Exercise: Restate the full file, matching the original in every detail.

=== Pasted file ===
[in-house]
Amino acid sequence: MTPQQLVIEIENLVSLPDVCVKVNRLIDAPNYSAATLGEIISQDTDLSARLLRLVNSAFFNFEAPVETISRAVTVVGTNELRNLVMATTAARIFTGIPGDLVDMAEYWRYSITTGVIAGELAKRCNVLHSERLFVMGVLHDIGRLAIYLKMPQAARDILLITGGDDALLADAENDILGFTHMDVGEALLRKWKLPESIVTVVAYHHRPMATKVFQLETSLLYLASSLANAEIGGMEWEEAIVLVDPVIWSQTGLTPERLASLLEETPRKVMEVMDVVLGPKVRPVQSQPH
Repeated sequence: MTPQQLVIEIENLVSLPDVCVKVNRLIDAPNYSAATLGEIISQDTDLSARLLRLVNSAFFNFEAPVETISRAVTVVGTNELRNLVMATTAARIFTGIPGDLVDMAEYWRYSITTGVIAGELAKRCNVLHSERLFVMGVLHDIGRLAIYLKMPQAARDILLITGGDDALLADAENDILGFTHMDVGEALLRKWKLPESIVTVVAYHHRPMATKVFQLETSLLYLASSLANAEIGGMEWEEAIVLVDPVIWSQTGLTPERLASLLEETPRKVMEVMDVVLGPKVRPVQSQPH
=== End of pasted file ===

[in-house]
Amino acid sequence: MTPQQLVIEIENLVSLPDVCVKVNRLIDAPNYSAATLGEIISQDTDLSARLLRLVNSAFFNFEAPVETISRAVTVVGTNELRNLVMATTAARIFTGIPGDLVDMAEYWRYSITTGVIAGELAKRCNVLHSERLFVMGVLHDIGRLAIYLKMPQAARDILLITGGDDALLADAENDILGFTHMDVGEALLRKWKLPESIVTVVAYHHRPMATKVFQLETSLLYLASSLANAEIGGMEWEEAIVLVDPVIWSQTGLTPERLASLLEETPRKVMEVMDVVLGPKVRPVQSQPH
Repeated sequence: MTPQQLVIEIENLVSLPDVCVKVNRLIDAPNYSAATLGEIISQDTDLSARLLRLVNSAFFNFEAPVETISRAVTVVGTNELRNLVMATTAARIFTGIPGDLVDMAEYWRYSITTGVIAGELAKRCNVLHSERLFVMGVLHDIGRLAIYLKMPQAARDILLITGGDDALLADAENDILGFTHMDVGEALLRKWKLPESIVTVVAYHHRPMATKVFQLETSLLYLASSLANAEIGGMEWEEAIVLVDPVIWSQTGLTPERLASLLEETPRKVMEVMDVVLGPKVRPVQSQPH